PwC fined and Partner banned from accounting over BHS audit

29 June 2018 Authored by Consultancy.uk

Following an investigation into the collapse of British retailer British Home Stores, PwC and a former Partner of the firm have been fined on the grounds of ‘misconduct’. Following the Financial Reporting Council’s decision, the Big Four firm has apologised, while claiming the auditing failures in question did not play a role in the demise of the doomed store.

The Financial Reporting Council (FRC) has banned the veteran PwC Partner who signed off on the accounts of collapsed retailer British Home Stores (BHS) from accounting. Steve Denison, who is also Non-Executive Chair at the famous Yorkshire County Cricket Club, admitted to allegations of misconduct over the 2014 audit at BHS and its holding company the Taveta Group, and will subsequently be unable to return to the profession for a period of 15 years.

Denison was the accountant to have signed off the BHS accounts as a going concern in 2015, just days before the firm, which was encumbered with a substantial pension deficit, was sold for £1. One year later, BHS had collapsed, resulting in the loss of 11,000 jobs. At the time, the failure of BHS was the biggest collapse in the British retail industry since the demise of Woolworths in 2008, and provoked intense scrutiny from politicians keen to avoid further collapses. Members of Parliament investigated how Sir Philip Green had been able to sell the business, with a pension gap of £571 million, to a company run by Dominic Chappell, someone with a litany of bankruptcies to his name, and no retail experience.

PwC fined and Partner banned from accounting over BHS audit

In February 2017, following sustained public criticism and a collapse in profits at Green’s remaining Arcadia Group retail company, the disgraced businessman agreed to pay £363 million toward a bail-out the pension scheme which left many long-term employees facing uncertainty in their old age, however MPs were left unsatisfied, calling for Green to put more towards the “inadequate” fee, which left a £208 million gap still to fill. His failure to do so led some to even call for his knighthood to be withdrawn.

Remarking when PwC was initially questioned about the audit in spring 2016, Steve Denison said that when he signed off on the work, “no deal had been done, so in the event a deal didn’t happen, then there was written confirmation of financial support from Tavata [BHS shareholder group]. In the event the deal did happen, that financial support would fall away and so other factors came into play such as the provision of additional cash resource for trading in the future.”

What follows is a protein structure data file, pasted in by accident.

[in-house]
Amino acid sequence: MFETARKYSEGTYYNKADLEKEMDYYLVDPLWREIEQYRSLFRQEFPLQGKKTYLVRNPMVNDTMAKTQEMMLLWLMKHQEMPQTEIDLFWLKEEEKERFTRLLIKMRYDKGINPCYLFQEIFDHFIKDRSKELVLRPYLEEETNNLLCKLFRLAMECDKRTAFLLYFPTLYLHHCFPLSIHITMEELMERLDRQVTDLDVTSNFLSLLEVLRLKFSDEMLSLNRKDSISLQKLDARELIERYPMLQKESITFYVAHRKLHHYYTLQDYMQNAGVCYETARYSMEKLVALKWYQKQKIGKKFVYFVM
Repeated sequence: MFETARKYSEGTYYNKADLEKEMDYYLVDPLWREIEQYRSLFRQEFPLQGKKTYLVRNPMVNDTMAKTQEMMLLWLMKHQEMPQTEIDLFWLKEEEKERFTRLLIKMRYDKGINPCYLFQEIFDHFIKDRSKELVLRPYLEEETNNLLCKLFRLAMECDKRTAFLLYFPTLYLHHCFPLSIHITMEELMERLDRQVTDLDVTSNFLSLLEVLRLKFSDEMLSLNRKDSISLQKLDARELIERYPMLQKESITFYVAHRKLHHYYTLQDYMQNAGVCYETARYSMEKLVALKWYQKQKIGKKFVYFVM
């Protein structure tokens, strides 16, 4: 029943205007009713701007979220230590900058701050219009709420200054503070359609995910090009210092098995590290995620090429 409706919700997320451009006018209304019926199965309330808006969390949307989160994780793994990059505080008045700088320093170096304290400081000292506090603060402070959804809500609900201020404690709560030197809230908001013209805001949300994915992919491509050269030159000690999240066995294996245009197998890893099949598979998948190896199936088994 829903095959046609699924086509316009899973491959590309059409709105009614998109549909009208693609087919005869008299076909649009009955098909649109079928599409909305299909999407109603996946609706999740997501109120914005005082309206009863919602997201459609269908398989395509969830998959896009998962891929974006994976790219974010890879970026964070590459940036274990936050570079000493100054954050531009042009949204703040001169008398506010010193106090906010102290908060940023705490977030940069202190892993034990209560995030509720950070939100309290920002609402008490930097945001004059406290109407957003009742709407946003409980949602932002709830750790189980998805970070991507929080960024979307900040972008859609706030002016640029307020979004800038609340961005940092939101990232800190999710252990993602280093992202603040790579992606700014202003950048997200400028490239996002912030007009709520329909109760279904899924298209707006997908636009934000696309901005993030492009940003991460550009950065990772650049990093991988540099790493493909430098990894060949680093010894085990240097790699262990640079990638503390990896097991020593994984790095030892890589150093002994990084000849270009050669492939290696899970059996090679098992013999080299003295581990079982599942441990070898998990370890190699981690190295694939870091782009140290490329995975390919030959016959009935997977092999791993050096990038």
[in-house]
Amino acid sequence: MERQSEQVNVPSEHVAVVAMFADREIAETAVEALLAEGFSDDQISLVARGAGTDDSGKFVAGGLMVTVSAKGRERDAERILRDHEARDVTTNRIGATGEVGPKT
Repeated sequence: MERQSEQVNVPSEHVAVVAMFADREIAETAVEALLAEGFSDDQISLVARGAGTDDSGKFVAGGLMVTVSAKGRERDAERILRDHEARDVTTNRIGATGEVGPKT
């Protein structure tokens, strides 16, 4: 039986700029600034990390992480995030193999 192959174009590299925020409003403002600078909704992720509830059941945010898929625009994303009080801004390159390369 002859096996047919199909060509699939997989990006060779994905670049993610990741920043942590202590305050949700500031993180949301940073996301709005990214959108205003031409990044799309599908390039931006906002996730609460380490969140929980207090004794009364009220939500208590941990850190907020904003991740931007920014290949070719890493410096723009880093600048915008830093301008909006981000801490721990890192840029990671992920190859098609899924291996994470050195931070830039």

He added that he believed in either case there had been “no material uncertainty”, given that “the existing management team was trying to turn the business around, and had some success in driving costs down and reducing cash requirements, the cash requirements were lower than the losses shown, and there was a deal which would bring extra cash from the vendor and new cash from the purchaser.”

FRC fine

As well as banning Denison, who left PwC in June 2018 after more than three decades with the firm, the FRC fined him £325,000 and PwC £6.5 million. The FRC said both had admitted "misconduct", something which it has previously charged PwC with for its auditing work. Last year, the accounting watchdog stung PwC with £5 million fine on similar grounds for its role with collapsed outsourcer Connaught. At the time, this was the largest fine ever meted out by the FRC.

Issuing a statement on the news of its Partner’s ban, Big Four professional services giant PwC admitted there had been "serious shortcomings with this audit work". The company further commented, “We are sorry that our work fell well below the professional standards expected of us and that we demand of ourselves. At its core this is not a failure in our audit methodology, the methodology simply was not followed."

PwC also said that it had overhauled its monitoring procedures, although it was at pains to point out its belief that the audit failings "did not contribute to the collapse of BHS".

Since the sudden downfall of BHS, a number of major UK retailers have similarly hit the rocks. In 2018, Toys R Us and Maplin entered administration on the same day, while Poundworld followed later in the year. Several other brands have taken action via CVAs to reduce costs and stave off administration, including Prezzo and House of Fraser.

The news also comes as the FRC confirmed it has started looking into more Big Four audits. The watchdog censured KPMG for an "unacceptable decline" in the firm's auditing work, bringing 25% of its work under evaluation in an unprecedented move.

Meanwhile, the FRC has also commenced a probe into Deloitte’s 2015 and 2016 audits of SIG, an insulation and exteriors business which confessed in February it had repeatedly overstated its profits. The errors meant SIG’s overstated its full-year profits for 2016 by £3.7 million, with a further £2.5 million overstatement in the first half of 2017 and £0.4 million in overstatements relating to previous years.

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